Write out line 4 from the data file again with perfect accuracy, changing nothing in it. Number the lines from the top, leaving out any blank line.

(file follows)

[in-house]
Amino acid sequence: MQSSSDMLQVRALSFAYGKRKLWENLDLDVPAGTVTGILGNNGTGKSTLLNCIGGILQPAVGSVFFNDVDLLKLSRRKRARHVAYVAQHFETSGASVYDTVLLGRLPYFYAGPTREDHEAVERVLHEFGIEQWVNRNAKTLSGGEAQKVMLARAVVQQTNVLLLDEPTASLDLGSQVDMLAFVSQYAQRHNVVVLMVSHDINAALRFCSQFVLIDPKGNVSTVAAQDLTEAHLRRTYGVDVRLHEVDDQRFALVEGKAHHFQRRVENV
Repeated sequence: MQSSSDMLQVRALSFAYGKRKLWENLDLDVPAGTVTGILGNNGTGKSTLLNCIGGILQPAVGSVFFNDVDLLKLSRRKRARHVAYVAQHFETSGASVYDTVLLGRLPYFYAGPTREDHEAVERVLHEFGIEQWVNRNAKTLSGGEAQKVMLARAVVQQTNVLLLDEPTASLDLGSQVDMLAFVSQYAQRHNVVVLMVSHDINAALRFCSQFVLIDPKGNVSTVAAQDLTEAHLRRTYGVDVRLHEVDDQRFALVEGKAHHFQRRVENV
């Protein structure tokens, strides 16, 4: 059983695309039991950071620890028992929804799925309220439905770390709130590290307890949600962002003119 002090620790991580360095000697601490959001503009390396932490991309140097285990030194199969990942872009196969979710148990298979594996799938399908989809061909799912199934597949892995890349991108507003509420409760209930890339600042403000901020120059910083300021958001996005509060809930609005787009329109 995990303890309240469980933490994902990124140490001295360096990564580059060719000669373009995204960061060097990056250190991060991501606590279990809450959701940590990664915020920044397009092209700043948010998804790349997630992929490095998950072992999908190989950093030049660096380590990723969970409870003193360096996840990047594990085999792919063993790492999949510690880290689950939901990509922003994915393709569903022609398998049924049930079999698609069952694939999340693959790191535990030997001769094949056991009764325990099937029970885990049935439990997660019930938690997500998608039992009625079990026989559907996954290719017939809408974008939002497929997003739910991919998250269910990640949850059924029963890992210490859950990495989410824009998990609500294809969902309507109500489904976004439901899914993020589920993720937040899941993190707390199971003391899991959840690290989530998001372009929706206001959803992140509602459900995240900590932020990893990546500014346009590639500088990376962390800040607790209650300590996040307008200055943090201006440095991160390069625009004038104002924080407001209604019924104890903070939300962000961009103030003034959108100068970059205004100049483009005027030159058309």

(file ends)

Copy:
């Protein structure tokens, strides 16, 4: 059983695309039991950071620890028992929804799925309220439905770390709130590290307890949600962002003119 002090620790991580360095000697601490959001503009390396932490991309140097285990030194199969990942872009196969979710148990298979594996799938399908989809061909799912199934597949892995890349991108507003509420409760209930890339600042403000901020120059910083300021958001996005509060809930609005787009329109 995990303890309240469980933490994902990124140490001295360096990564580059060719000669373009995204960061060097990056250190991060991501606590279990809450959701940590990664915020920044397009092209700043948010998804790349997630992929490095998950072992999908190989950093030049660096380590990723969970409870003193360096996840990047594990085999792919063993790492999949510690880290689950939901990509922003994915393709569903022609398998049924049930079999698609069952694939999340693959790191535990030997001769094949056991009764325990099937029970885990049935439990997660019930938690997500998608039992009625079990026989559907996954290719017939809408974008939002497929997003739910991919998250269910990640949850059924029963890992210490859950990495989410824009998990609500294809969902309507109500489904976004439901899914993020589920993720937040899941993190707390199971003391899991959840690290989530998001372009929706206001959803992140509602459900995240900590932020990893990546500014346009590639500088990376962390800040607790209650300590996040307008200055943090201006440095991160390069625009004038104002924080407001209604019924104890903070939300962000961009103030003034959108100068970059205004100049483009005027030159058309």